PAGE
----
BOE Candidates Chat at Two-Hour Forum

From left to right are Board of Education candidates Jason Auerbach, Meghan Olsson, Peter Sherr, Kathleen Stowe and Peter Bernstein at Tuesday Night’s Forum. (Richard Kaufman photo)

By Richard Kaufman
Sentinel Reporter

On Tuesday night at the Performing Arts Center inside Greenwich High School, candidates for the Board of Education sat ealown for a two-hour forum hosted by the League of Women Voters of Greenwich and the Greenwich PTA Council.

Moderated by Jara Burnett, co-vice president of Voter Services for the League, the candidates fielded questions submitted by public school PTA’s and discussed issues such as BOE charter change, new school start times, the upcoming budget, field contamination, racial balance and equity within the school system.

The BOE is comprised of eight members, split evenly among Democrats and Republicans, serving four year terms. Four members are elected every two years.

Three Republicans will vie for two seats on the Board in November: incumbent BOE chair, Peter Sherr, incumbent Peter Bernstein, and newcomer, Jason Auerbach.

Bernstein successfully jumped on the ballot through a petition candidacy after he failed to receive an endorsement for reelection from the Republican Town Committee this past summer.

Two Democrats are guaranteed spots on the board; Kathleen Stowe and Meghan Olsson.

On the subject of charter change and how members of the board should be elected, Auerbach and Sherr stood in favor of a change while Bernstein, Stowe and Olsson opposed.

As it stands now, there is equal representation on the board between the two parties. Charter change would allow for top vote getters, regardless of party, to be elected. Auerbach pointed out that this would allow for unaffiliated voters to run.

“We have a fundamental disagreement up here on this stage,” Auerbach said. “I believe in democracy. I believe it’s the American way.” Sherr echoed those sentiments, saying that the governance of the school system should be in the hands of parents and taxpayers through the democratic system.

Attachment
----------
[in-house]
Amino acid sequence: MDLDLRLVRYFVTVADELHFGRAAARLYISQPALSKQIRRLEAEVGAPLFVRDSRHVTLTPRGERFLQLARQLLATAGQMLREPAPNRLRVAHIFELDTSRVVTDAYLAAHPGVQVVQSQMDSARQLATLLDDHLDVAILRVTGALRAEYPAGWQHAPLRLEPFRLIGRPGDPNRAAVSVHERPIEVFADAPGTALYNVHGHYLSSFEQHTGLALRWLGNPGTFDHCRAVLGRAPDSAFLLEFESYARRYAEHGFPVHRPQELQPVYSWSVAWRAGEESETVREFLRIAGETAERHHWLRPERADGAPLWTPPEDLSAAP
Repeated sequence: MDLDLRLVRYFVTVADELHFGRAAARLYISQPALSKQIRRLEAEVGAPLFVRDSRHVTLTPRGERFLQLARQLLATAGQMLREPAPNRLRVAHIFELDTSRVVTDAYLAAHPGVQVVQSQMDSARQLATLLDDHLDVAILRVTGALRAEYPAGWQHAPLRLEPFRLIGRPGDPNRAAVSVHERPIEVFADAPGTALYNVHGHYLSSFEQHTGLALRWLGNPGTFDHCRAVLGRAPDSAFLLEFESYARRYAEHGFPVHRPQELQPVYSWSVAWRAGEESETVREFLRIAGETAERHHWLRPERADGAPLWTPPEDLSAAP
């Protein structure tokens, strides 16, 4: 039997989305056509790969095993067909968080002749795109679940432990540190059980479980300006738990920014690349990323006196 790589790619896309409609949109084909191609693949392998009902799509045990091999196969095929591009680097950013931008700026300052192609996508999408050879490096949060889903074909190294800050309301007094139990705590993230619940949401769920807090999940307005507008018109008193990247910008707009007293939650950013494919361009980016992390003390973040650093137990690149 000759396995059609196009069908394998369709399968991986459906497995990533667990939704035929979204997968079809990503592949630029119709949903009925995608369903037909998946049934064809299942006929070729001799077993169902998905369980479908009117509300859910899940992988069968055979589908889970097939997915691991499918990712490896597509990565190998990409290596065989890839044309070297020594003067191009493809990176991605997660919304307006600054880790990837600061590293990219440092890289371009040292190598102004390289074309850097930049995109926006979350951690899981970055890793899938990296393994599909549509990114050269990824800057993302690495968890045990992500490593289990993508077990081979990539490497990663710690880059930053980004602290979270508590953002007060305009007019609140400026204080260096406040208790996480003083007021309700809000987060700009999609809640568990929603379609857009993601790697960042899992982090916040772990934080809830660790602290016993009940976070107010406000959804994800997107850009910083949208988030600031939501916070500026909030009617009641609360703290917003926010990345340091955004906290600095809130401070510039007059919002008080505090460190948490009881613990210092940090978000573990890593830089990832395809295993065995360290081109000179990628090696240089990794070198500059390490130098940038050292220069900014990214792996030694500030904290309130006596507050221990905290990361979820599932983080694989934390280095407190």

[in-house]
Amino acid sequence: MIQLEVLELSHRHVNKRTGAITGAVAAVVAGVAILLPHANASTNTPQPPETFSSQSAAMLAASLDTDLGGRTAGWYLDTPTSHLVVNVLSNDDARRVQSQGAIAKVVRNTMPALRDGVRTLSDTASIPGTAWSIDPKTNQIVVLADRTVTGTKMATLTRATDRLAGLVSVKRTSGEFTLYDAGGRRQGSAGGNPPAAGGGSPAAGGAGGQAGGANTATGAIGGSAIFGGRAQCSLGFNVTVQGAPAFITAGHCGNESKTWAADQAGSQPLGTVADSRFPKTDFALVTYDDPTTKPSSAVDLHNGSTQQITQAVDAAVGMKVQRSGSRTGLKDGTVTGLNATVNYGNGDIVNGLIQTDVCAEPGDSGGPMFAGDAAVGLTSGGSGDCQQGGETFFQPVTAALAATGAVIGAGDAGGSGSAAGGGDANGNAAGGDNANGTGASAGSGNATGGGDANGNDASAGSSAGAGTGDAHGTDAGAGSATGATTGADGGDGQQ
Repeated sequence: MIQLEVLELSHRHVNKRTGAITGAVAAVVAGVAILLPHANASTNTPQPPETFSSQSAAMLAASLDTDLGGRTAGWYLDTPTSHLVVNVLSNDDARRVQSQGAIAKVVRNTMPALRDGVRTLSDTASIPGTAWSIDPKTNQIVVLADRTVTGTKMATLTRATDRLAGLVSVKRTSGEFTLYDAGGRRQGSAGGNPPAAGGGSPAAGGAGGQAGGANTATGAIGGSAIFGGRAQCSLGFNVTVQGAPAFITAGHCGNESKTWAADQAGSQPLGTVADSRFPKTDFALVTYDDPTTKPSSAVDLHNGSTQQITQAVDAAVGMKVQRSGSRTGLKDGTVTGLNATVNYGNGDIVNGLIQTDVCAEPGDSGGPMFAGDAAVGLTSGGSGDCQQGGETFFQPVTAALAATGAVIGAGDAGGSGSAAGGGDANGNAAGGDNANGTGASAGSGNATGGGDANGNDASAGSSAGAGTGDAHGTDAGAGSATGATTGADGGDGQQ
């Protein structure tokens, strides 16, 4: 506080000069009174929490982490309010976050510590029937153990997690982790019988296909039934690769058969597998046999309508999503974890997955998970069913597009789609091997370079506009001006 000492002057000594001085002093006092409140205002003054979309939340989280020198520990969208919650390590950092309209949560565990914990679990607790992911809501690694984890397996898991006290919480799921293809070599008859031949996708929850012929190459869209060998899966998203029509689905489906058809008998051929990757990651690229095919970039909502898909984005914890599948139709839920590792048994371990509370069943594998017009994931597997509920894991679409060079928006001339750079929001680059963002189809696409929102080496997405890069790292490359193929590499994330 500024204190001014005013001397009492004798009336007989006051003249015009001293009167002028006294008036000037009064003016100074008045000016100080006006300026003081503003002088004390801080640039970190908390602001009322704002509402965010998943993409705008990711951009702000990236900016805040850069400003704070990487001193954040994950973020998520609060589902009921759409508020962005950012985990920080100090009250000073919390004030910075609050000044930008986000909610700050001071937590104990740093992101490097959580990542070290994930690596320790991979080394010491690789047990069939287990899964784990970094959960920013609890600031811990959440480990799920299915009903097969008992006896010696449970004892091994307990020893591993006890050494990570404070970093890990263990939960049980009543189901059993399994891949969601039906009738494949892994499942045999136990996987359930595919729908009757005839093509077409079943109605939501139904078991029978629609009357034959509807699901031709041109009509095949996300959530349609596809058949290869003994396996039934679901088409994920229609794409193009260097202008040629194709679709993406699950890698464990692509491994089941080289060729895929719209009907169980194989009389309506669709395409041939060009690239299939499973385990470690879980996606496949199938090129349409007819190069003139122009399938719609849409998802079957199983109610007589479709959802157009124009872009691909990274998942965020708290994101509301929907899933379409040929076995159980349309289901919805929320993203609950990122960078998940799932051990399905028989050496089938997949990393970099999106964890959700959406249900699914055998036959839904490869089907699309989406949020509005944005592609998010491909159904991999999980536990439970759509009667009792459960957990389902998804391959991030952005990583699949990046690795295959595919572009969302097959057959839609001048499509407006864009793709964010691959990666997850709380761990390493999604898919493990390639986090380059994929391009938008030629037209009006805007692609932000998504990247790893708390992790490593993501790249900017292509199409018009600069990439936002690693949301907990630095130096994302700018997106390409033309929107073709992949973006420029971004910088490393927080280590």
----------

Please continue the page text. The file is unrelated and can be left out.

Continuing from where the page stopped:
Olsson and Stowe pointed out that the board has been balanced since the 1930’s and it should remain that way. Bernstein agreed, saying that the current process forces members to work together.

“Changing the structure to allow a single party majority for the BOE… will detrimentally impact the governance of the BOE by removing an incentive for discussion and collaboration by its members,” Bernstein said.

All candidates agreed that there have been unforeseen problems stemming from the new school start times, and that the issues need to be analyzed further and rectified with greater urgency.

“As always, what is best for the students? How can we take the right steps? I think we need to come up more discourse and come up with some real solutions to some tough problems and I think we can do that collectively as a group,” Olsson said.

Sherr, who has observed the traffic patterns with Auerbach at GHS, said he’d be willing to help Superintendent Dr. Jill Gildea with addressing traffic, bussing and athletic problems. “This needs to be measured on the impact of students and their whole health,” he said.

Candidates agreed that tough economic times in the state will lead to difficulty in forming the 2018-2019 budget. Bernstein praised Dr. Gildea for having a keen eye towards the budget going forward. “We’ve told her to take a cold hard look at the budget with an eye towards achieving savings,” he said.

Stowe, who has an extensive financial background, said she can’t wait to roll up her sleeves and dive into budget discussions. “We’re going to have to get creative,” she said

Sherr said, “Contrary to popular belief, Greenwich schools are very well-funded. We have one of the highest levels of spending in the state, but at the same time we need to get a lot better at getting return on investment on the investments we’re actually making.”

He said that there needs to a positive collaborative relationship between the BOE and the Board of Estimate and Taxation and the Representative Town Meeting.

Olsson specifically mentioned her support for a new New Lebanon School as something that is an important capital need. Auerbach agreed, and said the capital budgets need to be done in a fiscally responsible manner.